The Causes and Effects of Down Syndrome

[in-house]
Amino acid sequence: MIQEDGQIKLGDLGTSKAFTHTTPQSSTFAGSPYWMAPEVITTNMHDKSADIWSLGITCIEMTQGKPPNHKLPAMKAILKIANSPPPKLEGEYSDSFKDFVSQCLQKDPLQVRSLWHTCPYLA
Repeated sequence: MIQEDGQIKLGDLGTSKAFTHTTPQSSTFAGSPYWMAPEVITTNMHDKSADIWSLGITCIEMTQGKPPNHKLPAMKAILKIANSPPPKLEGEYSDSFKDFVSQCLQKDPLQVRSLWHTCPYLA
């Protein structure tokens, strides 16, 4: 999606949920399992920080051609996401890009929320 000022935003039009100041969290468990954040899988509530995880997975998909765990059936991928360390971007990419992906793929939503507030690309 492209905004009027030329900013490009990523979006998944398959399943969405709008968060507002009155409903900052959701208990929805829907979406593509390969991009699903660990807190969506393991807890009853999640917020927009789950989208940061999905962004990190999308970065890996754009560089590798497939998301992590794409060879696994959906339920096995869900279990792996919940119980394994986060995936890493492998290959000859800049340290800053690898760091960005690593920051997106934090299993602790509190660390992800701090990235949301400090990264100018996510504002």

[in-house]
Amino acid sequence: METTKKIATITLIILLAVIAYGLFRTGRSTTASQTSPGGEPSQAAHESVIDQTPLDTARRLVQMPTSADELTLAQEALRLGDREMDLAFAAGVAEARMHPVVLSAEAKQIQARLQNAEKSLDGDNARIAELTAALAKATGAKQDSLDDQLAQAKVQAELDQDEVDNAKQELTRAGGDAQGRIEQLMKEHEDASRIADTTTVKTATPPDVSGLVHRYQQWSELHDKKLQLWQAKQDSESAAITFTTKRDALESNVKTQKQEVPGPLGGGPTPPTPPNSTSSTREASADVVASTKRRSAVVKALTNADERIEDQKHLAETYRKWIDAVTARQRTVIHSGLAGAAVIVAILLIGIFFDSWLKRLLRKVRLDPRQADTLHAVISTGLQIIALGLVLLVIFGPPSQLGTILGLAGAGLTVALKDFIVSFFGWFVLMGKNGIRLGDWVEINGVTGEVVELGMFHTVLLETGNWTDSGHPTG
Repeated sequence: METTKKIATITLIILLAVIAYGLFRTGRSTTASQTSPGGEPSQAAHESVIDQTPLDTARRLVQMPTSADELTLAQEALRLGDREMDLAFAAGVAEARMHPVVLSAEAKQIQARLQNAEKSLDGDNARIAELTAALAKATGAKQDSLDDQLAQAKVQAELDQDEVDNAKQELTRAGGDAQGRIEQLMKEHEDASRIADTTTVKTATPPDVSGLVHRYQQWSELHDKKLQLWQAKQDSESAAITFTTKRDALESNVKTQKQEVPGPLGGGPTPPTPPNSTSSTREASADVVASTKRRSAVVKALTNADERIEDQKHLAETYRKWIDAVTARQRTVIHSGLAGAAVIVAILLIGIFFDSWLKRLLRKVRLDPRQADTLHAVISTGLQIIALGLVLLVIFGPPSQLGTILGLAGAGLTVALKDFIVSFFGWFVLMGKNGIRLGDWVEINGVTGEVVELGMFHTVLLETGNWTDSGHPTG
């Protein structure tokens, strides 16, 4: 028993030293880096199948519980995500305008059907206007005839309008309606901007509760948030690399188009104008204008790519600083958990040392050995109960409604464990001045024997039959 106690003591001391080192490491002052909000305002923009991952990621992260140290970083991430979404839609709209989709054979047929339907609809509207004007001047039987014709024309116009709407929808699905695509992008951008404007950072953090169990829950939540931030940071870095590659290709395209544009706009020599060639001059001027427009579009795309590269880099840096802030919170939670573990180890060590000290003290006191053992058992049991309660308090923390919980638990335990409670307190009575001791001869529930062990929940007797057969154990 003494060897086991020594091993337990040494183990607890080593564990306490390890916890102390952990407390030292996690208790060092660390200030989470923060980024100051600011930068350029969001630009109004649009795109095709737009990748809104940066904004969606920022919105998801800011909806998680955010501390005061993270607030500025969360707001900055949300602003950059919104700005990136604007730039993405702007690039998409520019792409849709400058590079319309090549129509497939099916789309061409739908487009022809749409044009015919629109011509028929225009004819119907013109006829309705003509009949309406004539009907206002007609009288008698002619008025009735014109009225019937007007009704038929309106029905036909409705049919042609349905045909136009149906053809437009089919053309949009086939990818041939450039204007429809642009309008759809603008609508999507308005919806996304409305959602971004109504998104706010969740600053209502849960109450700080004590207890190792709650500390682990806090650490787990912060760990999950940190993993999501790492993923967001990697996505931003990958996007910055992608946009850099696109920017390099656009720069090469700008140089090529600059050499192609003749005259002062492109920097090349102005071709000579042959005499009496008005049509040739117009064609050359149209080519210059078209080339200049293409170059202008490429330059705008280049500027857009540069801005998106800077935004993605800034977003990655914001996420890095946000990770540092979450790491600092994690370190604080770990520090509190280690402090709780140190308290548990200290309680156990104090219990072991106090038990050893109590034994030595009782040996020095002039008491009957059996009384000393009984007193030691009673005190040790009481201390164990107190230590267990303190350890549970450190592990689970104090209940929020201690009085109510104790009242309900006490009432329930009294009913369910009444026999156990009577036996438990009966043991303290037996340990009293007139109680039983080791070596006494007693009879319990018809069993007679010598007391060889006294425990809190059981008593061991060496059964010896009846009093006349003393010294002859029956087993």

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Down syndrome, also known as trisomy 21, occurs when a child is born with three copies chromosome 21, as you can see in Figure 1. This can be caused by three different processes; nondisjunction, mosaicism, or translocation. Nondisjunction occurs during the reduction of chromosomes, from 46 to 23, after the egg and sperm have combined, causing one parent to pass on 24 instead of 23. In the case of Down syndrome, the extra chromosome is chromosome 21. Mosaicism is a rare occurrence, happening “in approximately one to two percent of Down syndrome cases” (Johnson, 2013). Initially, the correct number of chromosomes is passed on from the parents, but during the phase following fertilization, when the cells are dividing quickly, one cell divides irregularly, creating a group of cells with an extra copy of chromosome 21. A child with this type of Down syndrome has two kinds of cells, those with 46 chromosomes and those with 47, and usually has less severe signs and symptoms of Down syndrome. Translocation also occurs quite rarely, and happens during cell division when chromosome 21 breaks and attaches to another. All cells continue to have 46 chromosomes, but the broken part of chromosome 21 results in signs and symptoms of Down syndrome. Along with Down syndrome come many types of defects. According to A. Johnson, “Approximately 30-50% of all children with Down syndrome are found to have heart defects” (2013). Several different types of heart defects are common within people with Down syndrome, but all cause irregular blood flow patterns to the heart, meaning that less oxygen is pumped through the body, resulting in “fatigue, a lack of energy, and poor muscle tone” (Johnson, 2011). In addition, 5-7% of children with Down syndrome hav... ... middle of paper ... References Down syndrome stuttering can be treated [Photograph]. (n.d.). Retrieved from Johnson, A. P. (2011). Down syndrome. In L. J. Fundukian (Ed.), The gale encyclopedia of medicine. Retrieved from Gale Science in Context database. (Accession No. DU2601000443) Johnson, A. P. (2013). Down syndrome. In S. L. Blachford (Ed.), The gale encyclopedia of genetic disorders. Retrieved from Gale Science in Context database. (Accession No. JOSDOQ663865759) Karyotype of a boy with Down syndrome [Photograph]. (n.d.). Retrieved from Sie Whitten, M. (n.d.). The story of two syndromes. Retrieved January 19, 2014, from Global Down Syndrome Foundation website:

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